Octagon Hall was originally built to be the home of the Caldwell family. Andrew Jackson Caldwell wanted a unique house for his family that stood out from all others, so he had it constructed with eight sides. The home took nearly 10 years to build, completed right at the onset of the Civil War.
The Confederate States of America was established in February 1861, but never recognized by any other government or nation. Its constitution legalized and protected slavery. Once the cannon fire and gun shots commenced, the oddly shaped home became a key sanctuary for Confederate troops. As many as 10,000 Confederate soldiers camped on the grounds before retreating into Tennessee. In February 1862, Union army came in pursuit and took occupation of the property.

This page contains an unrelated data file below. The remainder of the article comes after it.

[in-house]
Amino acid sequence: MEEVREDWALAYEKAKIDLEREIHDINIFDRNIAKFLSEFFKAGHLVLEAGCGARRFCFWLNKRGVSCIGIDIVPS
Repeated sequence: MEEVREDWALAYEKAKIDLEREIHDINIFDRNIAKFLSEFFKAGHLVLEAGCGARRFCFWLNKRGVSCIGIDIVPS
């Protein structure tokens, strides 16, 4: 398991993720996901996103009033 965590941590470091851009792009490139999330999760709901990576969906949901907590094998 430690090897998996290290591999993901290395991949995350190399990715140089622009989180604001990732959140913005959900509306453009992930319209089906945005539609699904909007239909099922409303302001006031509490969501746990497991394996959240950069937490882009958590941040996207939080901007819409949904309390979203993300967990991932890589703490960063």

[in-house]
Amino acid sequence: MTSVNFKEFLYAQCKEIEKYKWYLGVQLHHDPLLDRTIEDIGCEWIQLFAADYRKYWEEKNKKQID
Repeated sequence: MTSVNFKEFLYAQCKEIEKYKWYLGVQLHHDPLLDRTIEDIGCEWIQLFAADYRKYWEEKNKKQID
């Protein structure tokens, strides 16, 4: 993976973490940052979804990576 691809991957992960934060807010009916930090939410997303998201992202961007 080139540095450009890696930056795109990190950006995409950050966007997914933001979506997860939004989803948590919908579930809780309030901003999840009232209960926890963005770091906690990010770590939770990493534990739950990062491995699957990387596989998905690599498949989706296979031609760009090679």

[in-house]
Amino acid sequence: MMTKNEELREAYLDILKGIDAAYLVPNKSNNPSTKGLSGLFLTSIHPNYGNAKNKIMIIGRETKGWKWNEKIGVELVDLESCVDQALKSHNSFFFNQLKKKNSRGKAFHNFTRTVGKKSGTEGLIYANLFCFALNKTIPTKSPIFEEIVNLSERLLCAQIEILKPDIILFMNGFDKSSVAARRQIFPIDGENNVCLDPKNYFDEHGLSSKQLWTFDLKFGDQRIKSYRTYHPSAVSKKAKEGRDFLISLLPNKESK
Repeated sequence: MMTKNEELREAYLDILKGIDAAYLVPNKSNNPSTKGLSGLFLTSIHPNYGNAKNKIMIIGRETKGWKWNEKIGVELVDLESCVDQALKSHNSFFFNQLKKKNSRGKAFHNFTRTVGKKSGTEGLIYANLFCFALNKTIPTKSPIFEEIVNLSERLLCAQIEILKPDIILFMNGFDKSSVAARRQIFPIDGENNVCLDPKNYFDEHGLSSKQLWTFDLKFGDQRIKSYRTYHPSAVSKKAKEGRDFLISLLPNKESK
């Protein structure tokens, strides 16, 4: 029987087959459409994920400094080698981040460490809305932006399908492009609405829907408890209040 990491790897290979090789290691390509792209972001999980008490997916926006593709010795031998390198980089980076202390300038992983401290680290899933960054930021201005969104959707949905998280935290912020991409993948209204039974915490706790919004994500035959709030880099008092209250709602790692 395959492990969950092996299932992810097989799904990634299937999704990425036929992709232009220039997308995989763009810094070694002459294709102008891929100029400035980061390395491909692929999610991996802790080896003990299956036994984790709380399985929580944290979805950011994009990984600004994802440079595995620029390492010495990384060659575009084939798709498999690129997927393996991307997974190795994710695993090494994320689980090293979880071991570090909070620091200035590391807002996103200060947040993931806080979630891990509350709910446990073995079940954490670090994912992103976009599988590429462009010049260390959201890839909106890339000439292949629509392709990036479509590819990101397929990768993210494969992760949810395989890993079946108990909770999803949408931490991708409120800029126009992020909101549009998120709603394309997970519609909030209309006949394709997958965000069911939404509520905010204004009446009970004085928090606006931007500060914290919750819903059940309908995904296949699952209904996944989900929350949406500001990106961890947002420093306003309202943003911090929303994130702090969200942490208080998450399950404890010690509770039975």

Today, it is the site of the Octagon Hall Museum and the Kentucky Confederate Studies Archive. There are Civil War artifacts on display along with Native American artifacts, a library, and genealogical and historical research material.
The grounds are also home to a cemetery for the enslaved laborers who once worked in the house and its grounds. The Octagon Hall garden is a historically accurate rendition from the period that you can view when in season.
Know Before You Go
There is a gift shop on site. Open year around except for during major holidays. Hours are Wednesday through Saturday from 9 - 11:30 a.m.; 1 - 3:30 p.m.